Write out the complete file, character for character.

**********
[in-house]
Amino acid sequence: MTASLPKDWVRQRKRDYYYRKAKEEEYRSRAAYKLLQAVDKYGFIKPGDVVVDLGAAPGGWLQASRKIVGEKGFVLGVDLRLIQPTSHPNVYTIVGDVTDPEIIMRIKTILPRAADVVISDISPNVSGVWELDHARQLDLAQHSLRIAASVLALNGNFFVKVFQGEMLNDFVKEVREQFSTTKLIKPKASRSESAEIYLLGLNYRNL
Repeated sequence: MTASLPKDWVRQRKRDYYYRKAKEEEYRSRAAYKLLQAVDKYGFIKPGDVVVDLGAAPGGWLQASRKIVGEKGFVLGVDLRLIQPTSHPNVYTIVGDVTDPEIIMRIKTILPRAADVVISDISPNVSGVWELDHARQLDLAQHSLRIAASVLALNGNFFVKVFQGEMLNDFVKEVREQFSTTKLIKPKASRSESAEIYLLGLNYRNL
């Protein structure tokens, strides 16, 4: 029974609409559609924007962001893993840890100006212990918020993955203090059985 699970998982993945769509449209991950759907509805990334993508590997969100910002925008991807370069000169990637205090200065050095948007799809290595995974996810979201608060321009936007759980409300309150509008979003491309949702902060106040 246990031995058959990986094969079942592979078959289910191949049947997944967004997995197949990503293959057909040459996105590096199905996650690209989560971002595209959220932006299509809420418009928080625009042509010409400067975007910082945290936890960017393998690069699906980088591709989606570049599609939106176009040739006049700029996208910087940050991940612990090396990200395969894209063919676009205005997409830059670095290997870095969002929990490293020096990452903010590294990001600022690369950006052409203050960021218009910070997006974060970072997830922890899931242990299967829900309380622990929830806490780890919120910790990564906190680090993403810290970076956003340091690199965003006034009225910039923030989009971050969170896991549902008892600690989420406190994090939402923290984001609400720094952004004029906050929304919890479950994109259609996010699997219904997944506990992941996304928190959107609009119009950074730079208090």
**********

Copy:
[in-house]
Amino acid sequence: MTASLPKDWVRQRKRDYYYRKAKEEEYRSRAAYKLLQAVDKYGFIKPGDVVVDLGAAPGGWLQASRKIVGEKGFVLGVDLRLIQPTSHPNVYTIVGDVTDPEIIMRIKTILPRAADVVISDISPNVSGVWELDHARQLDLAQHSLRIAASVLALNGNFFVKVFQGEMLNDFVKEVREQFSTTKLIKPKASRSESAEIYLLGLNYRNL
Repeated sequence: MTASLPKDWVRQRKRDYYYRKAKEEEYRSRAAYKLLQAVDKYGFIKPGDVVVDLGAAPGGWLQASRKIVGEKGFVLGVDLRLIQPTSHPNVYTIVGDVTDPEIIMRIKTILPRAADVVISDISPNVSGVWELDHARQLDLAQHSLRIAASVLALNGNFFVKVFQGEMLNDFVKEVREQFSTTKLIKPKASRSESAEIYLLGLNYRNL
């Protein structure tokens, strides 16, 4: 029974609409559609924007962001893993840890100006212990918020993955203090059985 699970998982993945769509449209991950759907509805990334993508590997969100910002925008991807370069000169990637205090200065050095948007799809290595995974996810979201608060321009936007759980409300309150509008979003491309949702902060106040 246990031995058959990986094969079942592979078959289910191949049947997944967004997995197949990503293959057909040459996105590096199905996650690209989560971002595209959220932006299509809420418009928080625009042509010409400067975007910082945290936890960017393998690069699906980088591709989606570049599609939106176009040739006049700029996208910087940050991940612990090396990200395969894209063919676009205005997409830059670095290997870095969002929990490293020096990452903010590294990001600022690369950006052409203050960021218009910070997006974060970072997830922890899931242990299967829900309380622990929830806490780890919120910790990564906190680090993403810290970076956003340091690199965003006034009225910039923030989009971050969170896991549902008892600690989420406190994090939402923290984001609400720094952004004029906050929304919890479950994109259609996010699997219904997944506990992941996304928190959107609009119009950074730079208090």